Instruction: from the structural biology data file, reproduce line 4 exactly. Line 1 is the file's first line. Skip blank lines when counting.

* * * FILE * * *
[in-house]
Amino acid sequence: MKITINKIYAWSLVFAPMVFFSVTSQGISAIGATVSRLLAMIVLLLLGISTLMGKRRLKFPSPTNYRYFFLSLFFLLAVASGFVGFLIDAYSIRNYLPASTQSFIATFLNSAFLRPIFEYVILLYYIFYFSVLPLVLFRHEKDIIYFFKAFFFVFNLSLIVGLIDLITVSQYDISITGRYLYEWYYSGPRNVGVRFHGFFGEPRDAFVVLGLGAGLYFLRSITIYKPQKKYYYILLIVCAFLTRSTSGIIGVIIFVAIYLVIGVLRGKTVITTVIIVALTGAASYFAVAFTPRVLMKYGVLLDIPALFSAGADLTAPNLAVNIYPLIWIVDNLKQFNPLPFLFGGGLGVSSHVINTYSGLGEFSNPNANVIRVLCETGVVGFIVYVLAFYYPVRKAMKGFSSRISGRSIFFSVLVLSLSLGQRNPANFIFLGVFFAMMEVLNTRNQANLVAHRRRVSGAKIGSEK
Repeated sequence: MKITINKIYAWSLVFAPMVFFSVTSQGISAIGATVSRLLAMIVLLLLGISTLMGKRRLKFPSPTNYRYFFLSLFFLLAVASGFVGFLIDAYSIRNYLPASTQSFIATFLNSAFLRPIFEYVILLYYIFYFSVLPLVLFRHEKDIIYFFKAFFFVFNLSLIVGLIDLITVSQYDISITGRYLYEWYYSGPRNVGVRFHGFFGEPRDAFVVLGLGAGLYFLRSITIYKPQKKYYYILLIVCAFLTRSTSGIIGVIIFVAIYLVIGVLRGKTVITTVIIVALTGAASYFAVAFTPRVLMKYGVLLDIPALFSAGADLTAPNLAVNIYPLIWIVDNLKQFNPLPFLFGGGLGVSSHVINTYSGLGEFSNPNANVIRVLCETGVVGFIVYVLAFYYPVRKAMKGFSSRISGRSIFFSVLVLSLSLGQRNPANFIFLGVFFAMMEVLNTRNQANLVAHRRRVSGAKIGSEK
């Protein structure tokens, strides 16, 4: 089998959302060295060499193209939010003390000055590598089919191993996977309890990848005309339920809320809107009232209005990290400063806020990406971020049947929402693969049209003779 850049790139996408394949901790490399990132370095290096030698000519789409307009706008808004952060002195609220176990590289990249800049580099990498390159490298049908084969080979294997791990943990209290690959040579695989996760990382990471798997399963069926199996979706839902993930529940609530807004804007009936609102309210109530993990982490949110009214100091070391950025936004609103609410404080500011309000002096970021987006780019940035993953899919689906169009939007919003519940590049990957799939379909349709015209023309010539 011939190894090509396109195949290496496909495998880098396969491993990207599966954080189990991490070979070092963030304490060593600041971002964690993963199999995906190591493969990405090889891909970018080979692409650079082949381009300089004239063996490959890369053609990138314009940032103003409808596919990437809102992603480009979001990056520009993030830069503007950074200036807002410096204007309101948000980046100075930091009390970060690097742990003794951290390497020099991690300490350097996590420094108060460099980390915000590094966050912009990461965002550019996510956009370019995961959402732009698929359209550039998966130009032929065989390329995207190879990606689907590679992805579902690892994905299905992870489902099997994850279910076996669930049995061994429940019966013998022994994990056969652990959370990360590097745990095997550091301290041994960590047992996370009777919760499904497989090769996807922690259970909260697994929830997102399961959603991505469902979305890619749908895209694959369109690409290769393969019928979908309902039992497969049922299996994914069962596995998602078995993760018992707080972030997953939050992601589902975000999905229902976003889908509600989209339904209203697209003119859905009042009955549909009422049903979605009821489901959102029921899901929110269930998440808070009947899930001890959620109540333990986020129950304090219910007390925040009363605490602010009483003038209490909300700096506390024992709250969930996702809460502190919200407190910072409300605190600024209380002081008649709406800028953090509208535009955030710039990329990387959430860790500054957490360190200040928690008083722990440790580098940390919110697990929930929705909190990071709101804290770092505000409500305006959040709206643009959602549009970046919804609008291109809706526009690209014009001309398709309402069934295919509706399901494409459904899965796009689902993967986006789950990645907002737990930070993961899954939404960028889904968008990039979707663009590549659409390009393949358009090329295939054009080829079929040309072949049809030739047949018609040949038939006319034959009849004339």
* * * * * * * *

């Protein structure tokens, strides 16, 4: 089998959302060295060499193209939010003390000055590598089919191993996977309890990848005309339920809320809107009232209005990290400063806020990406971020049947929402693969049209003779 850049790139996408394949901790490399990132370095290096030698000519789409307009706008808004952060002195609220176990590289990249800049580099990498390159490298049908084969080979294997791990943990209290690959040579695989996760990382990471798997399963069926199996979706839902993930529940609530807004804007009936609102309210109530993990982490949110009214100091070391950025936004609103609410404080500011309000002096970021987006780019940035993953899919689906169009939007919003519940590049990957799939379909349709015209023309010539 011939190894090509396109195949290496496909495998880098396969491993990207599966954080189990991490070979070092963030304490060593600041971002964690993963199999995906190591493969990405090889891909970018080979692409650079082949381009300089004239063996490959890369053609990138314009940032103003409808596919990437809102992603480009979001990056520009993030830069503007950074200036807002410096204007309101948000980046100075930091009390970060690097742990003794951290390497020099991690300490350097996590420094108060460099980390915000590094966050912009990461965002550019996510956009370019995961959402732009698929359209550039998966130009032929065989390329995207190879990606689907590679992805579902690892994905299905992870489902099997994850279910076996669930049995061994429940019966013998022994994990056969652990959370990360590097745990095997550091301290041994960590047992996370009777919760499904497989090769996807922690259970909260697994929830997102399961959603991505469902979305890619749908895209694959369109690409290769393969019928979908309902039992497969049922299996994914069962596995998602078995993760018992707080972030997953939050992601589902975000999905229902976003889908509600989209339904209203697209003119859905009042009955549909009422049903979605009821489901959102029921899901929110269930998440808070009947899930001890959620109540333990986020129950304090219910007390925040009363605490602010009483003038209490909300700096506390024992709250969930996702809460502190919200407190910072409300605190600024209380002081008649709406800028953090509208535009955030710039990329990387959430860790500054957490360190200040928690008083722990440790580098940390919110697990929930929705909190990071709101804290770092505000409500305006959040709206643009959602549009970046919804609008291109809706526009690209014009001309398709309402069934295919509706399901494409459904899965796009689902993967986006789950990645907002737990930070993961899954939404960028889904968008990039979707663009590549659409390009393949358009090329295939054009080829079929040309072949049809030739047949018609040949038939006319034959009849004339």